In what could be the largest-ever discovery of its kind, Turkish developers say they have uncovered a previously unknown underground city beneath the city of Nevşehir in Turkey’s central Anatolian province.
Turkey’s Housing Development Administration was in the process of deconstructing old buildings as part of an urban transformation project when they unearthed the estimated 5,000-year-old ancient civilization that some are now calling the world's largest underground city found to date, the Hurriyet Daily News reported Sunday.
Nevşehir Mayor Hasan Ünver said underground cities previously discovered in the region aren't even the size of the "kitchen" in the latest find. Mehmet Ergün Turan, head of the Middle Eastern country's Housing Development Administration, said the area is now an archaeological area that will be preserved.
Turan said the development project in the area was halted after the discovery. Tunnels of up to 7 kilometers, or about 4.3 miles, are "being discussed" for further exploration into what else might lie inside the the city beneath the city. So far, officials have only found escape galleries and churches.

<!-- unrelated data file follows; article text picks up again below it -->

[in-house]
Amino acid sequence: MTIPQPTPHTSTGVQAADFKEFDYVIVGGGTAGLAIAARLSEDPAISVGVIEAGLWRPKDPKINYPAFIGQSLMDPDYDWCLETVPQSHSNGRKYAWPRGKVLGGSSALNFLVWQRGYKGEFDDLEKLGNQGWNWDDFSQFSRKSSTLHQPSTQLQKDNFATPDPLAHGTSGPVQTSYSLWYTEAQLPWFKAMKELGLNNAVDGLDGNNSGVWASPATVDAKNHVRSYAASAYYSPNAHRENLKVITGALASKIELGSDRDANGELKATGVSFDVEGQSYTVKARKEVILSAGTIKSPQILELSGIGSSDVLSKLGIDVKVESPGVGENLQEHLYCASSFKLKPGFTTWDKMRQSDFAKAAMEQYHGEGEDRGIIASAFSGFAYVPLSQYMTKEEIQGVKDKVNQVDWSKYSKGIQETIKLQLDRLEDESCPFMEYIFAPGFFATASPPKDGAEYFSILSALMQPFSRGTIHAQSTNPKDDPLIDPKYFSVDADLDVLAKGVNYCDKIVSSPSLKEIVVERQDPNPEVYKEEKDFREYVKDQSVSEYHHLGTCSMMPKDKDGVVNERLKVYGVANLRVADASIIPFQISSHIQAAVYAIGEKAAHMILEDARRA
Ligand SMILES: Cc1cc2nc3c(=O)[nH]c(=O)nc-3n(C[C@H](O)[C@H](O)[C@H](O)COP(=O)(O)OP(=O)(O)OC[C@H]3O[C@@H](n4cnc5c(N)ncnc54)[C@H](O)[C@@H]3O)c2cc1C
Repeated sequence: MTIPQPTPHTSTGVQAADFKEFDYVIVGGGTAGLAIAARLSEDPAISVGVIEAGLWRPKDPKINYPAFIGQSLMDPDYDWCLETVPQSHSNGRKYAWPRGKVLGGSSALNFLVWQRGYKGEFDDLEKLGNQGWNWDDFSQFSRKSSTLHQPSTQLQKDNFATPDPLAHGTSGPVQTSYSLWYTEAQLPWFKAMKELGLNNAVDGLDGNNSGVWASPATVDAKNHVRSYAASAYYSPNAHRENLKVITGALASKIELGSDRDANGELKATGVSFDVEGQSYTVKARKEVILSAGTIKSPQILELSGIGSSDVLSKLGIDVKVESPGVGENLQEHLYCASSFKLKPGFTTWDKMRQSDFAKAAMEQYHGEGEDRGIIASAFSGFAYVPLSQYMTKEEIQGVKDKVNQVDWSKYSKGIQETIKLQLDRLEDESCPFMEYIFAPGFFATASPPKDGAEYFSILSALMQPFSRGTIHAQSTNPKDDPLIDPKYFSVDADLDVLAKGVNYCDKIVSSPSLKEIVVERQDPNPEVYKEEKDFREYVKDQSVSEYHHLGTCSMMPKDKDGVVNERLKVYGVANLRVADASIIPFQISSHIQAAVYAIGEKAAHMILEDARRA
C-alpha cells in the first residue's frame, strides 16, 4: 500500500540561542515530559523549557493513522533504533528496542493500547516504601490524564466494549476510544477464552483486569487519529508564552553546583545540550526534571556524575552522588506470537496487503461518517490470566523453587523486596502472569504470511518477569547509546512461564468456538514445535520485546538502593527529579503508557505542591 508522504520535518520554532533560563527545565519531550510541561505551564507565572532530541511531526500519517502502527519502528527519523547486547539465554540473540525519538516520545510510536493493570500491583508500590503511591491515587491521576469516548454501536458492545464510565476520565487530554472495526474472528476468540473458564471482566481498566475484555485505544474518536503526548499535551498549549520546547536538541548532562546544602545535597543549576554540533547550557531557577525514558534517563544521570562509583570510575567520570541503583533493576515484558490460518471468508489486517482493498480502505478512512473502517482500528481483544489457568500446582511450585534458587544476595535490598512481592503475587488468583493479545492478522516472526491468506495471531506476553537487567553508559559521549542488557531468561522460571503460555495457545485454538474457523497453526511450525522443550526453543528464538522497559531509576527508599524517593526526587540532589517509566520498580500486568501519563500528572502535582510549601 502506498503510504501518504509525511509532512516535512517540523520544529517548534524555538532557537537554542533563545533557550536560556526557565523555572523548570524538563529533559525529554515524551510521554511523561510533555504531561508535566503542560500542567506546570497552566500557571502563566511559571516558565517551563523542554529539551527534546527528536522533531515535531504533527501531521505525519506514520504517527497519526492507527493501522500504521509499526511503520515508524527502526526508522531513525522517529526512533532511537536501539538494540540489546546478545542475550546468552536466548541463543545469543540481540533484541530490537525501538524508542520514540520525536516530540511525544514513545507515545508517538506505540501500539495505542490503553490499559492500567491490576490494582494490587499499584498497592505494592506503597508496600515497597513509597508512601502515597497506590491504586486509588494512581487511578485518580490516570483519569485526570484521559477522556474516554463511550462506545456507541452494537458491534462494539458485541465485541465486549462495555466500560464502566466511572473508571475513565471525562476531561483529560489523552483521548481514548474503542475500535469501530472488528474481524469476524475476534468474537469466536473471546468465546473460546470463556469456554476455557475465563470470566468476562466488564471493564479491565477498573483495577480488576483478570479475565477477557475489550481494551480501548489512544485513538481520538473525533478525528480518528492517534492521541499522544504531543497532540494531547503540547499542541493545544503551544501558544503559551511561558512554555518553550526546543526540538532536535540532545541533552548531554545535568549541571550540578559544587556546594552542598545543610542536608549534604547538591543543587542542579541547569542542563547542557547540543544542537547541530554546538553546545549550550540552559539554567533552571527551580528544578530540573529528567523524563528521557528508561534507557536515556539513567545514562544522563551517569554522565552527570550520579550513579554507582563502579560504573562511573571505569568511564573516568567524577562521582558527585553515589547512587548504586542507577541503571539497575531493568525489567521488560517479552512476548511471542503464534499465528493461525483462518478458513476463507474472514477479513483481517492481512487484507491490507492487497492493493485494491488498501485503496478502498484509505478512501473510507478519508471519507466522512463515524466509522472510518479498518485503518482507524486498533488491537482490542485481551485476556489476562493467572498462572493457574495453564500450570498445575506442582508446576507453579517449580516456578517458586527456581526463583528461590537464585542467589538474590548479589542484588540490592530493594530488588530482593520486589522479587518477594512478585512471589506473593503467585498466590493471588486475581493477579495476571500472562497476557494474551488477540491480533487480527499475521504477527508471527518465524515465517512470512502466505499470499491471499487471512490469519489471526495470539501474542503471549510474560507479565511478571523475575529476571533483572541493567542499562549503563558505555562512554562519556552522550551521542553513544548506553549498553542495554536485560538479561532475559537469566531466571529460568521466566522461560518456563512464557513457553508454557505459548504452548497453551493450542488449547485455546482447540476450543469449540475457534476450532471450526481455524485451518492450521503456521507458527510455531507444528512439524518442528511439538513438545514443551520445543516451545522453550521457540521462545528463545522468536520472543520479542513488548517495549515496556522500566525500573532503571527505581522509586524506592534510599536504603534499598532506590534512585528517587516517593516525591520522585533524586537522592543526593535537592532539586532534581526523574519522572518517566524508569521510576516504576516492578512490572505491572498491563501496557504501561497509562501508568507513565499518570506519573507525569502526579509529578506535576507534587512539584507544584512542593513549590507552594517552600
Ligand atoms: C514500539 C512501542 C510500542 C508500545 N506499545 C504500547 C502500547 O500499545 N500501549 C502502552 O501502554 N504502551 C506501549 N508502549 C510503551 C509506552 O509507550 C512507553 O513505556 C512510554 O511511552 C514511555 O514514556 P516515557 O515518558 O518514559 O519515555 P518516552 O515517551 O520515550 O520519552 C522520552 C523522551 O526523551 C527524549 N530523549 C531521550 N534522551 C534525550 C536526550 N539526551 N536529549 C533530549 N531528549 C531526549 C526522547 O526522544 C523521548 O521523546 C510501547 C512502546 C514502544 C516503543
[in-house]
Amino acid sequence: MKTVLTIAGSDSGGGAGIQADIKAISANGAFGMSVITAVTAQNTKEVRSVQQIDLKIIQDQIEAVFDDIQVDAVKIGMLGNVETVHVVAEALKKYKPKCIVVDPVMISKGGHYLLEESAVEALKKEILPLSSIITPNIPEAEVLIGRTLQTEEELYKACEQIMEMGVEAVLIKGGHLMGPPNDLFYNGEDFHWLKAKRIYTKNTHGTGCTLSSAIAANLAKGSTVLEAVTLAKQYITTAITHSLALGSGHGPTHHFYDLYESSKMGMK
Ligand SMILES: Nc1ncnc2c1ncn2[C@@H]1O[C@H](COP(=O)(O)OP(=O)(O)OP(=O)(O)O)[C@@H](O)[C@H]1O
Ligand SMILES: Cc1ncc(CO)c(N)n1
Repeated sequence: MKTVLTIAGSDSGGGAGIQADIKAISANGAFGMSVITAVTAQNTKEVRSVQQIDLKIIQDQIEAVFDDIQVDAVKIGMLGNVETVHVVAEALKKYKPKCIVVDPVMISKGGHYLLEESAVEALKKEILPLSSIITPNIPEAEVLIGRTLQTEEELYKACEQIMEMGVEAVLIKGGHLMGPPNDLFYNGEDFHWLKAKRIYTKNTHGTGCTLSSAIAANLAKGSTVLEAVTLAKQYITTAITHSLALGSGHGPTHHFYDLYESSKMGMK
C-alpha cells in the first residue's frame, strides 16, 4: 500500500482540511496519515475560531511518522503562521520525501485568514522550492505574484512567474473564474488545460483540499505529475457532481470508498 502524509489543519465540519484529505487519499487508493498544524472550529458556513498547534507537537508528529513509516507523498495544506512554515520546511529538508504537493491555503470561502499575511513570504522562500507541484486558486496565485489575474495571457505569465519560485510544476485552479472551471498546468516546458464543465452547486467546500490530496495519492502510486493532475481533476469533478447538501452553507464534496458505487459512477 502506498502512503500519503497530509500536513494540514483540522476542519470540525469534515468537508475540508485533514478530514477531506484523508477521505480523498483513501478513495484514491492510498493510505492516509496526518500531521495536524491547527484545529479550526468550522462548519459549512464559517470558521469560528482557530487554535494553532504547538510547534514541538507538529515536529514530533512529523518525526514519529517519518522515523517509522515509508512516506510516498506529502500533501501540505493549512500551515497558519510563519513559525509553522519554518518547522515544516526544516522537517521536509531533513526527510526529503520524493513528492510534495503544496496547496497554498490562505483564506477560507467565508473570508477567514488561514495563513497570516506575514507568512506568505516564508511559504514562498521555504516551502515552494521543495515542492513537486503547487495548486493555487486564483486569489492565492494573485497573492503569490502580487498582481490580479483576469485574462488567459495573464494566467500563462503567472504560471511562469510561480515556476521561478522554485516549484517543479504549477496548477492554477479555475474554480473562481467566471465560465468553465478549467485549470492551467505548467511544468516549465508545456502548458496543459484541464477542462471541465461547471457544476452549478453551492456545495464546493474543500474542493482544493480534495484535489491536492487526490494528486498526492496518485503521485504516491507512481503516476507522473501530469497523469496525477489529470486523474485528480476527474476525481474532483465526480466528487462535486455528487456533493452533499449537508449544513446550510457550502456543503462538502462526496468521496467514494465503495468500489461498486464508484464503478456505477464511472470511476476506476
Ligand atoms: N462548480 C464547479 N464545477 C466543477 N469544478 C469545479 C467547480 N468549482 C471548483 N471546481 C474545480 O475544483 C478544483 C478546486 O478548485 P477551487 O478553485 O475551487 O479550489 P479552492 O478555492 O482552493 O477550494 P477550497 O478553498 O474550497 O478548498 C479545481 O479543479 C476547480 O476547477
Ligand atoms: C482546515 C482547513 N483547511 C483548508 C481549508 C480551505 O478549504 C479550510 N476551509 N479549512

The mayor said crews have found more than 40 historical objects since the project began in 2012. The first galleries were reported in 2013 but only recently did developers realize what they were looking at was potentially the largest archaeological find in decades, if not ever.
The area has been registered with Turkey's Cultural and Natural Heritage Preservation Board.
(H/T: Hurriyet Daily News)
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